Building a positive relationship with your child’s teacher from the start

As school begins for your child, you may be concerned about the quality of their education, their health, and their emotional well-being as they readjust to school. As a parent, you have the strongest influence on your child’s attitude towards school. However, their new teacher will be a close second. Research has suggested that one of the most important indicators of how well their child adjusts to school is the parent’s ability to communicate positively with their child’s teacher. Creating a trusting relationship where you and your child’s teacher can share concerns regarding your child benefits everyone. Here are six suggestions of ways parents can help.

1. Make an effort to introduce yourself. If your child’s school offers a "meet the teacher" event, be sure to go. It’s important your child sees you involved in their education, and it helps your child’s teacher feel more supported knowing who their student’s parents are.

2. Offer to help in any way you can. When teachers know up front who is willing to help with small jobs or organizing class trips, they are less overwhelmed. No one can do it all, including your child’s teacher. Try to be part of the solution and not the problem.

3. Find out how your teacher prefers to be reached. For teachers, there are not enough hours in the day to complete everything. Much of their communication may be done in the evening. Find out how and when they want to be contacted and respect their time and boundaries. Your needs are important, but so are every other parent’s needs and the teacher’s mental health.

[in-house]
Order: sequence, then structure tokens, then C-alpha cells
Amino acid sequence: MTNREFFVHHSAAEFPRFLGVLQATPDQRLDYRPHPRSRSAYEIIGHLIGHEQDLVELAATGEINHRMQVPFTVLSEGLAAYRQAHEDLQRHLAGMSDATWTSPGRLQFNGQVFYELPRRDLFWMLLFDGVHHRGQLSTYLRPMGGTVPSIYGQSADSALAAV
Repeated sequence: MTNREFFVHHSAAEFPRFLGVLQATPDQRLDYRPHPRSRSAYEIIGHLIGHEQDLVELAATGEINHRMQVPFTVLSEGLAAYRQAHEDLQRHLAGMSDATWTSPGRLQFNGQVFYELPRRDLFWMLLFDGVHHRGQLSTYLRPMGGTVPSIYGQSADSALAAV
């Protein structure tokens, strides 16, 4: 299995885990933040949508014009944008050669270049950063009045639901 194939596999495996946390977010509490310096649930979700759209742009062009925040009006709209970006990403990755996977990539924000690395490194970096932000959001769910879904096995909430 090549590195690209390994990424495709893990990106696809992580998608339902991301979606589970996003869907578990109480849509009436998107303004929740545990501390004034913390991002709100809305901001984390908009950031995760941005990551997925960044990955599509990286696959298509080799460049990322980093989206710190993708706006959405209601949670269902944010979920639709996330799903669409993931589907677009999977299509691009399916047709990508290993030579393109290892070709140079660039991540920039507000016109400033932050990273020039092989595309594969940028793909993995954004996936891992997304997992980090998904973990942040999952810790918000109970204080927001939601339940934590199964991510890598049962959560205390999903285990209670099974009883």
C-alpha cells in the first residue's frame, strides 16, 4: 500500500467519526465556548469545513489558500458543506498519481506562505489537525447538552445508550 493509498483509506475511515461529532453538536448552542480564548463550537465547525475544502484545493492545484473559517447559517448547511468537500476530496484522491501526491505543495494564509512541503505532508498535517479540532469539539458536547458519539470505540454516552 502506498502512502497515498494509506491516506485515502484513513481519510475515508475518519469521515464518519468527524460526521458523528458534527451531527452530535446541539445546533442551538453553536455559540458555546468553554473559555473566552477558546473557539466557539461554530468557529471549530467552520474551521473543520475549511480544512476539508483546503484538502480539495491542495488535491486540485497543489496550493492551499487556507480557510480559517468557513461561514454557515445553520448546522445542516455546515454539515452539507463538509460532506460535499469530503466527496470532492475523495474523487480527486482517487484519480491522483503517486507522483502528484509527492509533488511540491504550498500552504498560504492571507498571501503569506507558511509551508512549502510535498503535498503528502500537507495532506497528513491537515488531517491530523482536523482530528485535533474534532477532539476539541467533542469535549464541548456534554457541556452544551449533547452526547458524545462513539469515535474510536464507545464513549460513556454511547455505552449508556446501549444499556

4. Never talk negatively about your child’s teacher in front of your child. Being respectful means talking politely about someone even if they aren’t there. Modeling respect for your child’s teacher begins in the home with the parents.

5. When frustrated, put yourself in the teacher’s place. Back-to-school can be stressful and frustrating as everyone transitions; rather than reacting, stop, breath, and take an empathy break. When we consider the teacher’s point of view with so many students and concerns, we can react with more compassion and kindness.

6. Show appreciation every chance you get. When your child says they love their teacher, makes sure you take time to love and appreciate them, too. Express your gratitude with a kind word, a card, or a small gift. Compliment them in public and share with others how great your child’s teacher is so that your child can learn the importance of gratitude.

Children learn to value school by watching their parents value their education. One of the quickest ways to mentor the importance of learning is by treating each teacher with respect and gratitude for helping your child develop the love of learning.